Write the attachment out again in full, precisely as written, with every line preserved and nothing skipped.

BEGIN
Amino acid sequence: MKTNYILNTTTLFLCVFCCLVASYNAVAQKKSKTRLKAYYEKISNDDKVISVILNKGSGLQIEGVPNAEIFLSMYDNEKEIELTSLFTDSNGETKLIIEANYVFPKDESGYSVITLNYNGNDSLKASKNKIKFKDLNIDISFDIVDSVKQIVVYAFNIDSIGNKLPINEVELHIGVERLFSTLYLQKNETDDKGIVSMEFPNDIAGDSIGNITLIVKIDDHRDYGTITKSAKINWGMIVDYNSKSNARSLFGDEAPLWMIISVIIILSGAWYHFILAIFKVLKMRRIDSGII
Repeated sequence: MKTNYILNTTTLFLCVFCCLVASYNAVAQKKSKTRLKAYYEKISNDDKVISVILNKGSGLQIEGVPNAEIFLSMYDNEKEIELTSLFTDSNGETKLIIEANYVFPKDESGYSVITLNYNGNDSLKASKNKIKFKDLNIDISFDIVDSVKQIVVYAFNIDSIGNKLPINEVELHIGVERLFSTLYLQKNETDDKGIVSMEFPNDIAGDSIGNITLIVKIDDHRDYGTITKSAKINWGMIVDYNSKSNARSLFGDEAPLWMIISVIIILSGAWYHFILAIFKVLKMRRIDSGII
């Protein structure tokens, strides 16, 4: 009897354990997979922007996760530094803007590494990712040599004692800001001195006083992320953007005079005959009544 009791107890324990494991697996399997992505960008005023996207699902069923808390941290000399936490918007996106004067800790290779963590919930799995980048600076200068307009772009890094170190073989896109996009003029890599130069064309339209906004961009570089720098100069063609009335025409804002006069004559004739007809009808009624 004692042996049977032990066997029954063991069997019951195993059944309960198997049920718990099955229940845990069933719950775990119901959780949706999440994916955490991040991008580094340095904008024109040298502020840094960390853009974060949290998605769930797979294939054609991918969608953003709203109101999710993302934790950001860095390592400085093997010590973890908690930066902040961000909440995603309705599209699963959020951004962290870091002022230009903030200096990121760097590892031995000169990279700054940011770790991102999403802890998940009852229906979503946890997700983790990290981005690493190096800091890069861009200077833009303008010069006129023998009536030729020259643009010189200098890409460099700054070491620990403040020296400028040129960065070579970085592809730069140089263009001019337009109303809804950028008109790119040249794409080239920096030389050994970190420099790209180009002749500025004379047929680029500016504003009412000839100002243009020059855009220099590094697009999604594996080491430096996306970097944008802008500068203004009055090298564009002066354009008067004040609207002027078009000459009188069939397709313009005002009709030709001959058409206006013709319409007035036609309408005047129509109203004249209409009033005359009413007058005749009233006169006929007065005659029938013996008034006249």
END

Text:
Amino acid sequence: MKTNYILNTTTLFLCVFCCLVASYNAVAQKKSKTRLKAYYEKISNDDKVISVILNKGSGLQIEGVPNAEIFLSMYDNEKEIELTSLFTDSNGETKLIIEANYVFPKDESGYSVITLNYNGNDSLKASKNKIKFKDLNIDISFDIVDSVKQIVVYAFNIDSIGNKLPINEVELHIGVERLFSTLYLQKNETDDKGIVSMEFPNDIAGDSIGNITLIVKIDDHRDYGTITKSAKINWGMIVDYNSKSNARSLFGDEAPLWMIISVIIILSGAWYHFILAIFKVLKMRRIDSGII
Repeated sequence: MKTNYILNTTTLFLCVFCCLVASYNAVAQKKSKTRLKAYYEKISNDDKVISVILNKGSGLQIEGVPNAEIFLSMYDNEKEIELTSLFTDSNGETKLIIEANYVFPKDESGYSVITLNYNGNDSLKASKNKIKFKDLNIDISFDIVDSVKQIVVYAFNIDSIGNKLPINEVELHIGVERLFSTLYLQKNETDDKGIVSMEFPNDIAGDSIGNITLIVKIDDHRDYGTITKSAKINWGMIVDYNSKSNARSLFGDEAPLWMIISVIIILSGAWYHFILAIFKVLKMRRIDSGII
């Protein structure tokens, strides 16, 4: 009897354990997979922007996760530094803007590494990712040599004692800001001195006083992320953007005079005959009544 009791107890324990494991697996399997992505960008005023996207699902069923808390941290000399936490918007996106004067800790290779963590919930799995980048600076200068307009772009890094170190073989896109996009003029890599130069064309339209906004961009570089720098100069063609009335025409804002006069004559004739007809009808009624 004692042996049977032990066997029954063991069997019951195993059944309960198997049920718990099955229940845990069933719950775990119901959780949706999440994916955490991040991008580094340095904008024109040298502020840094960390853009974060949290998605769930797979294939054609991918969608953003709203109101999710993302934790950001860095390592400085093997010590973890908690930066902040961000909440995603309705599209699963959020951004962290870091002022230009903030200096990121760097590892031995000169990279700054940011770790991102999403802890998940009852229906979503946890997700983790990290981005690493190096800091890069861009200077833009303008010069006129023998009536030729020259643009010189200098890409460099700054070491620990403040020296400028040129960065070579970085592809730069140089263009001019337009109303809804950028008109790119040249794409080239920096030389050994970190420099790209180009002749500025004379047929680029500016504003009412000839100002243009020059855009220099590094697009999604594996080491430096996306970097944008802008500068203004009055090298564009002066354009008067004040609207002027078009000459009188069939397709313009005002009709030709001959058409206006013709319409007035036609309408005047129509109203004249209409009033005359009413007058005749009233006169006929007065005659029938013996008034006249």